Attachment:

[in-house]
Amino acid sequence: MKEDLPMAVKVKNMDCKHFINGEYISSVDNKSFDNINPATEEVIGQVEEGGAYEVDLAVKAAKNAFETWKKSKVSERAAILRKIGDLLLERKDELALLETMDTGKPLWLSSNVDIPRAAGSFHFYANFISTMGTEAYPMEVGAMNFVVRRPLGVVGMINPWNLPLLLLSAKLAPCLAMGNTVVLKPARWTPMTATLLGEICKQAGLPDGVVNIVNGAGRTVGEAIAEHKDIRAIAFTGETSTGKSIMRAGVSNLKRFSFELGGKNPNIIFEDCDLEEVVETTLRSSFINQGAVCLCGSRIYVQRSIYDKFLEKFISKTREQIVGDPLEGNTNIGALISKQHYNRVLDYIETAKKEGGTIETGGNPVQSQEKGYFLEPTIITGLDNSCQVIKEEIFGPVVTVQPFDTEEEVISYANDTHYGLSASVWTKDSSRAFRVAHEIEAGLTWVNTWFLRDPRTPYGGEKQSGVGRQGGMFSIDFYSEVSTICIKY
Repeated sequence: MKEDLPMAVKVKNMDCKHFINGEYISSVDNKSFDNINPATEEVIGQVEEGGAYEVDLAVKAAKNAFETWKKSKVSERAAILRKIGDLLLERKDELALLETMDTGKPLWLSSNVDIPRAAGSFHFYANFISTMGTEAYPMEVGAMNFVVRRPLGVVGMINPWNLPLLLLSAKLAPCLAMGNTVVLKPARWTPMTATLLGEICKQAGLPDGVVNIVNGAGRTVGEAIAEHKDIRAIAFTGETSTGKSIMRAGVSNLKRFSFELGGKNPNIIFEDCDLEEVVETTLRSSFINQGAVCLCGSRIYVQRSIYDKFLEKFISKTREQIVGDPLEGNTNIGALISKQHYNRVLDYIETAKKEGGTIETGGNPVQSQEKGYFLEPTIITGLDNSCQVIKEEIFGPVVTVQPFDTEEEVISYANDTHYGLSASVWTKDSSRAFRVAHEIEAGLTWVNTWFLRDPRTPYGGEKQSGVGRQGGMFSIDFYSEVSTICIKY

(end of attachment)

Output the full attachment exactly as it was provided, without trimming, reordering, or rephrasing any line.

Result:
[in-house]
Amino acid sequence: MKEDLPMAVKVKNMDCKHFINGEYISSVDNKSFDNINPATEEVIGQVEEGGAYEVDLAVKAAKNAFETWKKSKVSERAAILRKIGDLLLERKDELALLETMDTGKPLWLSSNVDIPRAAGSFHFYANFISTMGTEAYPMEVGAMNFVVRRPLGVVGMINPWNLPLLLLSAKLAPCLAMGNTVVLKPARWTPMTATLLGEICKQAGLPDGVVNIVNGAGRTVGEAIAEHKDIRAIAFTGETSTGKSIMRAGVSNLKRFSFELGGKNPNIIFEDCDLEEVVETTLRSSFINQGAVCLCGSRIYVQRSIYDKFLEKFISKTREQIVGDPLEGNTNIGALISKQHYNRVLDYIETAKKEGGTIETGGNPVQSQEKGYFLEPTIITGLDNSCQVIKEEIFGPVVTVQPFDTEEEVISYANDTHYGLSASVWTKDSSRAFRVAHEIEAGLTWVNTWFLRDPRTPYGGEKQSGVGRQGGMFSIDFYSEVSTICIKY
Repeated sequence: MKEDLPMAVKVKNMDCKHFINGEYISSVDNKSFDNINPATEEVIGQVEEGGAYEVDLAVKAAKNAFETWKKSKVSERAAILRKIGDLLLERKDELALLETMDTGKPLWLSSNVDIPRAAGSFHFYANFISTMGTEAYPMEVGAMNFVVRRPLGVVGMINPWNLPLLLLSAKLAPCLAMGNTVVLKPARWTPMTATLLGEICKQAGLPDGVVNIVNGAGRTVGEAIAEHKDIRAIAFTGETSTGKSIMRAGVSNLKRFSFELGGKNPNIIFEDCDLEEVVETTLRSSFINQGAVCLCGSRIYVQRSIYDKFLEKFISKTREQIVGDPLEGNTNIGALISKQHYNRVLDYIETAKKEGGTIETGGNPVQSQEKGYFLEPTIITGLDNSCQVIKEEIFGPVVTVQPFDTEEEVISYANDTHYGLSASVWTKDSSRAFRVAHEIEAGLTWVNTWFLRDPRTPYGGEKQSGVGRQGGMFSIDFYSEVSTICIKY